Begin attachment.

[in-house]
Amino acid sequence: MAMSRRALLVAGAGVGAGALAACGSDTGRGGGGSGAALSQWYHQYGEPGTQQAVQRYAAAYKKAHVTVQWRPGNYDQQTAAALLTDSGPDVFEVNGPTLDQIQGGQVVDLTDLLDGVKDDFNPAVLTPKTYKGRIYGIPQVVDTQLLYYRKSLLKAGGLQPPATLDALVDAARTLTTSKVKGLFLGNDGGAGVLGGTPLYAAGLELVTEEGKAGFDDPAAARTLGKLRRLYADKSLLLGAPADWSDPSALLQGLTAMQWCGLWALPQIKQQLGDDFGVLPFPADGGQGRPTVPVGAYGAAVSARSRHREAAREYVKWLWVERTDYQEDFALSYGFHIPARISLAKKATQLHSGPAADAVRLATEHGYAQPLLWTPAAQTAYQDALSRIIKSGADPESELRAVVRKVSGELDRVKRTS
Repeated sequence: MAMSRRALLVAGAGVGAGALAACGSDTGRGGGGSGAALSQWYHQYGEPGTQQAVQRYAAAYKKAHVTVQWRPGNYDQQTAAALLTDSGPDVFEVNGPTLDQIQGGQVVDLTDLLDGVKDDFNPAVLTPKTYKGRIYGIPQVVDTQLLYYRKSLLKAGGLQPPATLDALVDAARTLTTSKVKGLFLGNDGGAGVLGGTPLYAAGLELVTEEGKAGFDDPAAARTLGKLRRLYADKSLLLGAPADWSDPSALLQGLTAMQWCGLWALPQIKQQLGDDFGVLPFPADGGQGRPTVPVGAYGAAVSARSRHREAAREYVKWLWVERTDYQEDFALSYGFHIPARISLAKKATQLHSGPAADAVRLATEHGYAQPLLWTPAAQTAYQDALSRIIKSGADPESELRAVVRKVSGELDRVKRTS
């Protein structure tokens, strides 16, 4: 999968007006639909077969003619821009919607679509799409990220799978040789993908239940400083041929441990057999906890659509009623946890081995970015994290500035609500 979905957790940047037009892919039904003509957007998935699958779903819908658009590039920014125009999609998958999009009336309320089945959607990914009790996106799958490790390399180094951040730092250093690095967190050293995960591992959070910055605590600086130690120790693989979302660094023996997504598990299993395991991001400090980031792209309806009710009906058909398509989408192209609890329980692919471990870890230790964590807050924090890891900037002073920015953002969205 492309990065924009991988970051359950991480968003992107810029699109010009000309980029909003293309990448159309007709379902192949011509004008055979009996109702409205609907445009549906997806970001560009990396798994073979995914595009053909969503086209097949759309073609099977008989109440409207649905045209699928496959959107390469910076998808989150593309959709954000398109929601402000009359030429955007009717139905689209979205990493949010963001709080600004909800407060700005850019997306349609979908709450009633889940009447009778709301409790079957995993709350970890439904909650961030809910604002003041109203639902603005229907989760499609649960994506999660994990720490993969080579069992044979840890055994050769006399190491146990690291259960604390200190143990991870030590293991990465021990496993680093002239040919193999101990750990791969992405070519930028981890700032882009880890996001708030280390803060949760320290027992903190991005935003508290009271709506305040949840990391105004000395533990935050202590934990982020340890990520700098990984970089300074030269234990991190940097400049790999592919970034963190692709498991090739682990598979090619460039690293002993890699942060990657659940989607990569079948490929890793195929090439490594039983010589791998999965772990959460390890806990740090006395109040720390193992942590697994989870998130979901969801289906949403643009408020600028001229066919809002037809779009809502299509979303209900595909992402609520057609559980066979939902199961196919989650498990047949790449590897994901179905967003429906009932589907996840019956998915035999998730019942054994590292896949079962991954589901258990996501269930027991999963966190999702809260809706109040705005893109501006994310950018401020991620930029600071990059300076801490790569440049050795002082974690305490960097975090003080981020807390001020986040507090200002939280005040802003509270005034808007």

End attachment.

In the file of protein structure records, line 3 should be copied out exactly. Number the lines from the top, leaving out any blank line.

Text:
Repeated sequence: MAMSRRALLVAGAGVGAGALAACGSDTGRGGGGSGAALSQWYHQYGEPGTQQAVQRYAAAYKKAHVTVQWRPGNYDQQTAAALLTDSGPDVFEVNGPTLDQIQGGQVVDLTDLLDGVKDDFNPAVLTPKTYKGRIYGIPQVVDTQLLYYRKSLLKAGGLQPPATLDALVDAARTLTTSKVKGLFLGNDGGAGVLGGTPLYAAGLELVTEEGKAGFDDPAAARTLGKLRRLYADKSLLLGAPADWSDPSALLQGLTAMQWCGLWALPQIKQQLGDDFGVLPFPADGGQGRPTVPVGAYGAAVSARSRHREAAREYVKWLWVERTDYQEDFALSYGFHIPARISLAKKATQLHSGPAADAVRLATEHGYAQPLLWTPAAQTAYQDALSRIIKSGADPESELRAVVRKVSGELDRVKRTS